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Title: Physical therapy interventions for people experiencing homelessness to improve pain and self‑perceived health status
Authors: Jiménez Sánchez, Carolina ORCID
Brandín de la Cruz, Natalia
Lafuente Ureta, Raquel ORCID
Francín Gallego, Marina ORCID
Calvo Carrión, Sandra ORCID SCOPUSID
Fortún Rabadán, Rocío
Pérez-Palomares, Sara SCOPUSID
Issue Date: 9-Apr-2024
Publisher: BMC
Citation: Jiménez-Sánchez, C., la Cruz, N.Bd., Lafuente-Ureta, R. et al. Physical therapy interventions for people experiencing homelessness to improve pain and self-perceived health status. BMC Public Health 24, 993 (2024).
Abstract: Background Homeless shelters have emerged as components of the social services network, playing an important role in providing health care to the homeless population. The aim of this study was to evaluate an individualized physical therapy intervention for people experiencing homelessness and to determine the relationship between selfperceived variables. Methods Pre and post study, setting at the “Santa y Real Hermandad de Nuestra Señora del Refugio y Piedad” homeless shelter in Zaragoza, Spain. Participants were people experiencing homelessness with musculoskeletal disorders who attended a physical therapy service at shelter facilities. A physical therapy program was implemented including health education, exercise and manual therapy, electrotherapy, thermotherapy and bandaging. Demographic variables (age and gender), nationality, employment situation, educational level, pain location, number of painful areas, feeling of loneliness (3-Item Loneliness Scale; values from 3 to 9), pain intensity (Numerical Pain Rating Scale [NPRS]; from 0 to 10) and self-perceived health (Clinical Global Impression [CGI]; from 1 to 7). Results Sixty-four homeless people (age of 46.4 ± 10.9 years) participated in the study. Musculoskeletal pain was reported by 98.4% of subjects, with moderate pain intensities (6.1), and 48.4% presenting with pain at multiple sites. Perceptions of loneliness were low (3.7 ± 2.5) and self-perceived health status was moderately ill (3.5 ± 1.7). Positive significant correlations were identified between pain intensity and self-perceived health. The average number of sessions was 1.5 (± 0.8), with manual therapy (35.6%) followed by health education (23.5%) being the most frequently used techniques. Both pain and self-perceived health improved after treatment, even following a brief intervention. Conclusions This study demonstrates the potentially negative impact of untreated pain on the self-perceived health of homeless individuals with musculoskeletal disorders that should be targeted for consideration. The findings suggest that a paradigm shift in pain management, including a physical therapy service in shelters, is needed to address the rehabilitation demands of these individuals in a real-life context. This study was approved by the Aragon Ethics Committee (PI19/438) and performed according to the Transparent Reporting of Evaluations with Nonrandomized Designs (TREND) statement.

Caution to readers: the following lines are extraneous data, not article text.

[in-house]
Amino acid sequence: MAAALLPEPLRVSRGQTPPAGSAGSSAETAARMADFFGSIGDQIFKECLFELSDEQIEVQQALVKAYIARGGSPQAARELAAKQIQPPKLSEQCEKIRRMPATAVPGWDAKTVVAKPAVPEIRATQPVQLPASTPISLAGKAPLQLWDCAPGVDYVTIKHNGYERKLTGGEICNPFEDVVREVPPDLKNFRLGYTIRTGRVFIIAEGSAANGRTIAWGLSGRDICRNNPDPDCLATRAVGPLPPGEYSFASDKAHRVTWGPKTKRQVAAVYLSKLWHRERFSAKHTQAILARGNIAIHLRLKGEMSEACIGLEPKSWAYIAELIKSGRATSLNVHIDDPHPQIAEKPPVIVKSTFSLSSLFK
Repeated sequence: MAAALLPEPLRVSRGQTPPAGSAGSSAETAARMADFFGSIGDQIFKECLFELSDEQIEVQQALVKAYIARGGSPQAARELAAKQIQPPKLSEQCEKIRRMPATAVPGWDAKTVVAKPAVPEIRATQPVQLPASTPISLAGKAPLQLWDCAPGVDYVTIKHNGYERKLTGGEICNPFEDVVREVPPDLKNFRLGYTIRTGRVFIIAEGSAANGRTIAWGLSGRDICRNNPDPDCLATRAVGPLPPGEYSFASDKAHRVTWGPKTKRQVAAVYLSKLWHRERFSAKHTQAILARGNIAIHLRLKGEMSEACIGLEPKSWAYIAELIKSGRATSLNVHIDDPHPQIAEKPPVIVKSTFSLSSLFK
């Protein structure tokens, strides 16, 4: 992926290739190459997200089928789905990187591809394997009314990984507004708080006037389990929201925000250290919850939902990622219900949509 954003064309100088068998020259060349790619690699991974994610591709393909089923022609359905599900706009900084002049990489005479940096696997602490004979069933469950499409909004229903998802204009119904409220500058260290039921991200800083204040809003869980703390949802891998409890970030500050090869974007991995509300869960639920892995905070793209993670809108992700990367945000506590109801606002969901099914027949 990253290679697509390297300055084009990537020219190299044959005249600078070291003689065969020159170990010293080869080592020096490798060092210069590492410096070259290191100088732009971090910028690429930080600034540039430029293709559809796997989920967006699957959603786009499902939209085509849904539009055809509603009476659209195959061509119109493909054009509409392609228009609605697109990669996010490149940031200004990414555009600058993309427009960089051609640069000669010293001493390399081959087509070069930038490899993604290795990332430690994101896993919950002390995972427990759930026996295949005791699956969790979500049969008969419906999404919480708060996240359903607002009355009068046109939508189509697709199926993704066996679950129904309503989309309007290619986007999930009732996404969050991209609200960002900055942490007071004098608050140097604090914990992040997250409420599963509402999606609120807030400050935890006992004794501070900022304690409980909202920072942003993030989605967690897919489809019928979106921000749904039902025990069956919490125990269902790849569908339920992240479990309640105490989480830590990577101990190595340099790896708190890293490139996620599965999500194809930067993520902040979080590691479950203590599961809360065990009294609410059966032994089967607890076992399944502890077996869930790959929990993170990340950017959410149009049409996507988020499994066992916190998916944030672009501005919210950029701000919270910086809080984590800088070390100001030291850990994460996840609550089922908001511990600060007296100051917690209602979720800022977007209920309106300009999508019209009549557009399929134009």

ISSN: 1471-2458
Appears in Collections:Artículos de revistas

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